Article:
Not many people are aware of the importance of materials for our technological advancement. Whenever ancient civilizations made an advancement it was due to metallurgy. As our focal topic is Is Machining Vespel Easier Than Machining Metal?
This can be seen clearly by the way we categorize ancient times. They are categorized by the ability to refine and use certain materials such as copper, bronze, and iron. It may seem a bit weird from today’s perspective, but at that time these materials were revolutionary and all due to chemistry.
We have faced a new revolution quite recently with new material, plastic. We are currently living in the age of plastic and that is the reason why we are so advanced currently. Everything around us is partly made out of plastic held by different glues, which are also polymeric materials. We can see how a plastic material, such as Vespel, compares to metal in the example of machining.
What is Vespel?
Vespel is the trademarked name given to a polyimide-based plastic. Plastic is a very broad term but it can be defined in simple terms. Plastic is made out of an organic molecule that reacts with neighboring molecules to make a very large thread made out of the same starting molecule.
These threads interact with other polymerized threads through weak interactions. The interactions by themselves are weak, but when there are so many of them, they become much stronger. For example, breaking one stick is easy, but breaking several sticks at the same time is not.
There are many types of plastic and thus many other types of Vespel. Each type has its own unique properties depending on its molecular structure. Predicting these properties only through chemistry can be hard, so experimental data is essential to know the exact properties. Different types of this polymer are vespel sp1, Vespel sp3, Vespel sp21, and so forth. Some of the properties that are most often compared are heat resistance and chemical reactivity with other reagents.
Properties of metal
Metallic materials are made out of highly ordered atoms or ions of the metal species. They are crystals and their stability also depends on the way these atoms are arranged in space. Besides that, they are mainly stabilized by ionic forces and in rarer cases, covalent bonds. Covalent bonds are much stronger, an example of that is diamond, but these materials are harder to find.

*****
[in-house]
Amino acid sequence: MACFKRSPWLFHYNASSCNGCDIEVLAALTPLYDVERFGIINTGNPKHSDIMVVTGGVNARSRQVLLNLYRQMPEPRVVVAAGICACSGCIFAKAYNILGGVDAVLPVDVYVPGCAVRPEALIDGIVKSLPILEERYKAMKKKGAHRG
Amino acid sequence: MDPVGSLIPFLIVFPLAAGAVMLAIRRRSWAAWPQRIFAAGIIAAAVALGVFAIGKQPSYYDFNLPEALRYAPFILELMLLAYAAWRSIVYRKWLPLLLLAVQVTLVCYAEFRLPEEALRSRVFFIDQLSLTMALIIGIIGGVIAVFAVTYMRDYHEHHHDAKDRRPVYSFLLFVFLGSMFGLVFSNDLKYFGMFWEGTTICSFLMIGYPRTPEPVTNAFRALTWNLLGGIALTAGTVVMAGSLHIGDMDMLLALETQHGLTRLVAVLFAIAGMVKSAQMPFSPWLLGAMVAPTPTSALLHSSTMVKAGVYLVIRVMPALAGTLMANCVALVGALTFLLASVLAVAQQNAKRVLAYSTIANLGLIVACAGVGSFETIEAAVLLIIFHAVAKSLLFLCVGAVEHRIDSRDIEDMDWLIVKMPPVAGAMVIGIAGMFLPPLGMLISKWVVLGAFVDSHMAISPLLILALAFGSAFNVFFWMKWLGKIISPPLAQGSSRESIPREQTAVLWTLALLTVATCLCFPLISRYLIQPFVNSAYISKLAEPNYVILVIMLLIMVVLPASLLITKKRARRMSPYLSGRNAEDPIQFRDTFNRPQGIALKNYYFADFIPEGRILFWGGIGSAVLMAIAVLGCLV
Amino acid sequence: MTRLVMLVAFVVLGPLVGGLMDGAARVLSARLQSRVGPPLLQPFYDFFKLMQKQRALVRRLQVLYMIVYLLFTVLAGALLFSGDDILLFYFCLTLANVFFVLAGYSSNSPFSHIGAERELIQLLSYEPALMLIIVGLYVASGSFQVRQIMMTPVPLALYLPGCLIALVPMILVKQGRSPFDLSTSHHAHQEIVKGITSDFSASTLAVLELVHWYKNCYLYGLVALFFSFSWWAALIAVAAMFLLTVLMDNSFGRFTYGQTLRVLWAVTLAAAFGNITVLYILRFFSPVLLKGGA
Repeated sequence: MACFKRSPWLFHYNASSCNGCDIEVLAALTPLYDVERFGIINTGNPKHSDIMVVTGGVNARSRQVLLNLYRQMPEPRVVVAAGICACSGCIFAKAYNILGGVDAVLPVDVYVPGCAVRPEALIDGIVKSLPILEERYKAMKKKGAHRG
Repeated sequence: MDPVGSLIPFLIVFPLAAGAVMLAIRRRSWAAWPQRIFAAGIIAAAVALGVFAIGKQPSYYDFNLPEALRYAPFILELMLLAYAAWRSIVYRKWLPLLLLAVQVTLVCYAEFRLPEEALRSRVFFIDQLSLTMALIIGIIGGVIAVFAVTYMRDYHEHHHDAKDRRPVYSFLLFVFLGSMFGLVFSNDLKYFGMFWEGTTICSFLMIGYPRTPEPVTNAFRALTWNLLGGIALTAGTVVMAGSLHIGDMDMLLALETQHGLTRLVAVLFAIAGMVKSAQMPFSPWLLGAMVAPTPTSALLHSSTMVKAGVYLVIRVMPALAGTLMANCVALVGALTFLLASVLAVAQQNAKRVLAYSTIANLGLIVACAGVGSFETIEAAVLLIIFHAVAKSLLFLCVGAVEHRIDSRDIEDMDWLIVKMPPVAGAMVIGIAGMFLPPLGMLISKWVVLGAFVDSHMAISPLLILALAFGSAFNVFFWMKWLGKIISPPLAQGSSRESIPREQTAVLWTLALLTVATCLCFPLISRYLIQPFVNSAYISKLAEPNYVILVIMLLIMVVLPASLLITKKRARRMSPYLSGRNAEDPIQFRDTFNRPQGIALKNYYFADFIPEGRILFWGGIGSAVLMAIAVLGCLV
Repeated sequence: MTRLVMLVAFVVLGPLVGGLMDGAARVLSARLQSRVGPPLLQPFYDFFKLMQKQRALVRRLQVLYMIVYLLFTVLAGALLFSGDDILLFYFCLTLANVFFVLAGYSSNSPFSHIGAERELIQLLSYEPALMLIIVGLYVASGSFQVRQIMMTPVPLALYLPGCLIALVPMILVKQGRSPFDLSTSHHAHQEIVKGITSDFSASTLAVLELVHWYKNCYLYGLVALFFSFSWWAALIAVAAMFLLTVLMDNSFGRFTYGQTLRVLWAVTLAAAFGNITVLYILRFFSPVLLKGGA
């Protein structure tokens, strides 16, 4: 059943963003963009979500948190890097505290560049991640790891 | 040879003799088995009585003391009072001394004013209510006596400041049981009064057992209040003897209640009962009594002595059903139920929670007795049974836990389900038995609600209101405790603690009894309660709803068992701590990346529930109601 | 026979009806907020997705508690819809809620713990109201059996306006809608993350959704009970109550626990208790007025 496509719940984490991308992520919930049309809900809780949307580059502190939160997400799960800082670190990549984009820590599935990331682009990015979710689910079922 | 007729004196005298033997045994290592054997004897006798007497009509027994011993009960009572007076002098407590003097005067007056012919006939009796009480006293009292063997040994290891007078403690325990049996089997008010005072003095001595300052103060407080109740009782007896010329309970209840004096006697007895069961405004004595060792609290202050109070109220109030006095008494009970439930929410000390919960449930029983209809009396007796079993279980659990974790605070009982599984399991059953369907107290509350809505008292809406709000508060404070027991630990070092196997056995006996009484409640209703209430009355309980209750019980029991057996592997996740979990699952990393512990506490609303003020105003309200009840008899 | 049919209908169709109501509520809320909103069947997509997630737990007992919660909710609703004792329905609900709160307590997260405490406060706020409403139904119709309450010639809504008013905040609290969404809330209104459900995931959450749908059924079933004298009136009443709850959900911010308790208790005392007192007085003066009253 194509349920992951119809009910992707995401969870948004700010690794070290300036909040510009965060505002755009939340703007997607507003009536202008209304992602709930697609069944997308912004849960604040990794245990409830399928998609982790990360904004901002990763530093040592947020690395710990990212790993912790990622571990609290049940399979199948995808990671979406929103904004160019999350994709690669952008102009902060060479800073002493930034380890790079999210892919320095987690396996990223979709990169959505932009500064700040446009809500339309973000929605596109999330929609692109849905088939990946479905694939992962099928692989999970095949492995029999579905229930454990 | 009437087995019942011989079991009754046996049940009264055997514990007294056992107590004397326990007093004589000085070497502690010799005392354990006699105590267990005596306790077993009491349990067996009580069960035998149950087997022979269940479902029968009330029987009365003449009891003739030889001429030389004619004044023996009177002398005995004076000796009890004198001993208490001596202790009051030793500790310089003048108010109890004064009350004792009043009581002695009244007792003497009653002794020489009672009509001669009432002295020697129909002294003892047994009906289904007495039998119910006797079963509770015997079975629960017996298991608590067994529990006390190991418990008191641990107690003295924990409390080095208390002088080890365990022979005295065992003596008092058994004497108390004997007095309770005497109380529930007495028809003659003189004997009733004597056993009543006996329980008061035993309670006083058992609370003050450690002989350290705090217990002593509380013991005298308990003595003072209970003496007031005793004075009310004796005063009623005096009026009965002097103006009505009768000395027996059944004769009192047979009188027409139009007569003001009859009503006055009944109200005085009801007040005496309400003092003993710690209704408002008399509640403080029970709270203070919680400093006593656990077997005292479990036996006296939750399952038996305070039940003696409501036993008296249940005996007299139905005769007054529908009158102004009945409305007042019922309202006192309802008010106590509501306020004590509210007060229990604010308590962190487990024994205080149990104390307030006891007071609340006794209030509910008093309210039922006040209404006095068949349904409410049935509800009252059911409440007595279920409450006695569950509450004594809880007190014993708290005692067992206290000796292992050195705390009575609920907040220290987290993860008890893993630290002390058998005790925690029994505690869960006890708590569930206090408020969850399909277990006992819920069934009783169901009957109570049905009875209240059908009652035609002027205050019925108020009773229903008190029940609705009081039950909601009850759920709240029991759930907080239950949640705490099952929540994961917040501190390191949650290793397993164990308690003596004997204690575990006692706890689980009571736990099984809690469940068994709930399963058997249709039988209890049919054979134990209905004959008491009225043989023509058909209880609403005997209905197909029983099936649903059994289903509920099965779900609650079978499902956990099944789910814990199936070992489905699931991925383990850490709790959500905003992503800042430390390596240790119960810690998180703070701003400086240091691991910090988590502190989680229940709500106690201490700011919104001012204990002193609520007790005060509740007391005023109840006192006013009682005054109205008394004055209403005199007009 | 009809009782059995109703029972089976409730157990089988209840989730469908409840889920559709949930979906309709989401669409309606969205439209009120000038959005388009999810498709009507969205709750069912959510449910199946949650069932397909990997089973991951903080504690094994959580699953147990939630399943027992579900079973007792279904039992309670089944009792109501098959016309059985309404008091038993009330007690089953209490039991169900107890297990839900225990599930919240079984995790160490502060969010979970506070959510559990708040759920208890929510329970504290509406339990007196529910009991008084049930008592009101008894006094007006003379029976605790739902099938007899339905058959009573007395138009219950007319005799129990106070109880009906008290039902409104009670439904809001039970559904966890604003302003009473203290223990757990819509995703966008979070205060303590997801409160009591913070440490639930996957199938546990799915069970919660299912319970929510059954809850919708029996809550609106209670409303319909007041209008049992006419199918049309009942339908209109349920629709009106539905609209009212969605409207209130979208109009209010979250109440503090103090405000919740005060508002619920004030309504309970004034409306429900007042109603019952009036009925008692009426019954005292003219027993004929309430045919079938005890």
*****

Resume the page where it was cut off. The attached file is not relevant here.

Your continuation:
Most of the metallic materials are alloys or mixtures of different salts that can crystalize together. Making these materials is cheaper than making high-quality and high-performance plastic such as Vespel. Not only that but many of the industries are used to using metals. Switching to Vespel can be tough and it is an investment, but one that you should definitely consider.
Ease of cutting/machining
When you compare interactions that hold Vespel together and the ones that hold the most common metals, you can see that interactions in Vespel are much tougher. The crosslinked threads are held by covalent bonds in addition to many other weak noncovalent bonds. That means that Vespel is going to be tougher than most metals. If the material is tougher, that means that it is also going to be harder to cut it.
It is not easy to do it and you will need another type of equipment to do so. Tungsten cutters can do the job, along of course diamond cutters. They are stronger than Vespel so they can get through it and cut it the way you want to. The other downside is that many people are not skilled in machining Vespel because they did not have the chance to do it before. That means that you or your workers will need to learn and train how to do it properly before you can start using it more often.
Does that mean it is not worth it?
The short answer is no. Even though it is an investment to switch to Vespel, not only because of the material but because of the equipment, it does not mean that you should not consider it. The reason why it is so hard to cut it is actually a huge benefit. It is much more durable and there are other types of Vespel that can give you other advantages.
Besides that, during machining, Vespel will not bend. The main problem with metals is that under the circumstances of machining they can bend and ruin the material. Not only that, but many metals are prone to be overheated. The friction from cutting heats up the metal and thus can cause damage.
The dangers of heat that are not talked about
Heating is not only bad for the material but also for the cutter. The more heat it takes the more it gets worn down. Not only that but for metals the outcome can be surprising. When heated up, metals become more reactive. Even if you do not see the reaction, it is going on with oxygen in the air. Unwanted oxidation is a problem that can occur if you do not handle metal correctly. Heating is less of a problem if you use a material that is more smooth because the surface has fewer edges that cause friction. Even if heating does happen, it is also not a problem if the material is chemically inert to many reagents.
Even though it is harder to machine Vespel compared to metal, that does not mean that this material does not have a future. This material has proven quite useful for the aerospace industry. Because it is so durable and less prone to heating and oxidation, it is an ideal material for planes and rockets. This industry is the future and Vespel does have the means to have a role in that future.
Last about Is Machining Vespel Easier Than Machining Metal? Making new plastics with these kinds of properties is what we should be focusing on. There are many other parameters that should be compared when thinking about the upsides and downsides of Vespel.
This is just one of these, let’s not forget about the process of manufacturing, health aspects, the potential for a greener future, and many others. Just as it was mentioned earlier, the biggest technological jumps come from new materials and this is just one example that we are living through right now.